The Dark Side of Stretching and the Unsubstantiated Claims That Follows
Last week an image
surfaced on a Facebook page where the user was performing a stretch.
While the stretch was by no means novel the claims associated with
performing this stretch could very well be misleading. It lists a bunch
of muscles that will be stretched and strengthened, and says the stretch
will keep the spine strong and flexible. It also said that it would
relieve tension in the spine and other areas, and can reduce feelings
like depression and anxiety. After reading all this, this quite
literally felt like the stretch of the century.
What’s fascinating is
there were people who “loved” the image and I’m sure some viewers
genuinely believed the information presented without even giving it a
second thought. The comment section was mixed; from “it puts excess
pressure on the spine” to practitioners who said they’ve done this and
taught people, but many don’t follow the proper instructions. So why do
it anyway? Why place people in a position where they could seriously
hurt themselves, and what’s worse, are any of those health claims true?
Let’s dig into this
as posture professionals. Whether a stretch can truly reduce stress,
depression, and anxiety is questionable. This feels like one of those to
each their own situations, because some will undoubtedly feel that
their worries won’t vanish by stretching, while others will stand by the
fact that it could serve as an aid to relieving the mind. Many
stretches come with appropriate breathing techniques and said techniques
have been shown to assist the mind. So, as for the stretch itself maybe
it’s not so good at doing these things after all.
Have you ever thought
of how stretching can yield a negative outcome from a posture
perspective? Let’s say you’re told to perform an unsupported deep
forward bend and you’re told it helps get rid of headaches and stretches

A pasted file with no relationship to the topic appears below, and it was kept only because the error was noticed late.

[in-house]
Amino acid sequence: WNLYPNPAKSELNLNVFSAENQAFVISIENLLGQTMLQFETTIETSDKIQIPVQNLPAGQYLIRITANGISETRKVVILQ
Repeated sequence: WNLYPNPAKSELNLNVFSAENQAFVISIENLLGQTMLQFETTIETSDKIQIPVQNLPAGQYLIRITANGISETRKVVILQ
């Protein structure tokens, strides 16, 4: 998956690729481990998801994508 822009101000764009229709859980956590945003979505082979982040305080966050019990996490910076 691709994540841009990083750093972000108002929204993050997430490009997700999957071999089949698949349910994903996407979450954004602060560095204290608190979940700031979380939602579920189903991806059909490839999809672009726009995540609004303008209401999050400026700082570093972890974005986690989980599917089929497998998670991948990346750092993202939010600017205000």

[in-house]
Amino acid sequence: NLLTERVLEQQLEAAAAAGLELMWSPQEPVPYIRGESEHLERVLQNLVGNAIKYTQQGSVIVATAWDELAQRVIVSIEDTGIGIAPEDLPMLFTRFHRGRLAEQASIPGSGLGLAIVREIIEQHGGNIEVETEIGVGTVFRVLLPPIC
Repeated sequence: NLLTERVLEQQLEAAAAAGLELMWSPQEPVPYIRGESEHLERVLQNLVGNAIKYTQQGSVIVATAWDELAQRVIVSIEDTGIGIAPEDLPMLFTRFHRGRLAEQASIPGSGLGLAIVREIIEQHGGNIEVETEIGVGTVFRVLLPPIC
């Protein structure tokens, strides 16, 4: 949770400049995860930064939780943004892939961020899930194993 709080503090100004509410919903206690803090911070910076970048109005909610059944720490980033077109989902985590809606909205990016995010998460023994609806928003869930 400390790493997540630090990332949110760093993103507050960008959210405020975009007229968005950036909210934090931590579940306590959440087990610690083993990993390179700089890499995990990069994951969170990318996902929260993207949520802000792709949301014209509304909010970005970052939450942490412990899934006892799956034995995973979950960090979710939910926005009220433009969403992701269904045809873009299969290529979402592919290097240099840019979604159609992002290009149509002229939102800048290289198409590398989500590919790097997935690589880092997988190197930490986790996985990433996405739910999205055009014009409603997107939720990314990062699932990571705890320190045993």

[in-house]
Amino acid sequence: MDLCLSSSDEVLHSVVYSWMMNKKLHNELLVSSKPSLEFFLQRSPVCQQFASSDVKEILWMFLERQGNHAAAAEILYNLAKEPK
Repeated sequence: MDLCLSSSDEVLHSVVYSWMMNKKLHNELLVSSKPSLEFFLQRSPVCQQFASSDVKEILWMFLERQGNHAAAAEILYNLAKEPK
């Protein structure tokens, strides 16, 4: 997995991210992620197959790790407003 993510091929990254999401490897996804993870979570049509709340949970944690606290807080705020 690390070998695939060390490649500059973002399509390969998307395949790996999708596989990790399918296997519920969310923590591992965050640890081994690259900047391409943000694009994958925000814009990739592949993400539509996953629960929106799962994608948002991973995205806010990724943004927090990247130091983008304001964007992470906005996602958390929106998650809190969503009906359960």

the spine. Stretching sounds good, no headaches means fewer problems,
right? That stretch, with its questionable headache removing claim, will
undoubtedly put strain on your spine.
Some stretches aren’t
for everyone and many are downright dangerous for them. Some techniques
are best left to the flexible and well-trained athletes and yogis and
not the general public. Let’s remember, most members of the general
public aren’t highly trained, prepared, or even flexible it’s highly
recommended they avoid dangerous stretches. Simplicity and more
conservative approach are best for said members.
What’s also important
to note here is what’s being stretched and becoming loose, and the
impacts these have on joints, tendons, and ligaments. Going back to the
forward bend stretch mentioned earlier, some people will most certainly
feel the stretch in the lower back, but besides putting some pressure it
could also be stretching the ligaments and tendons. Some muscles may be
stretched and become weaker, and as a result will be more prone to
So, let’s revisit
what we learned so far. Some stretches are best left for the super
flexible and they may not give the user the relief they’ve been told
they’d receive. It’s often difficult to determine the legitimacy of the
claims made especially without the proper research. For this reason we,
the informed professionals, need to speak up and address these concerns.
If it looks like it’s too good to be true and it’s not from a proper
source, call it out. Discuss it on your page or with your clients so
someone else doesn’t need to do it.
This is also a call
for proper stretching habits. There are a number of other techniques
that can be used to help stretch the muscles and keep the body limber,
but they need to be performed with proper form and balance. Special care
needs to be taken with stretching as it should also follow a proper
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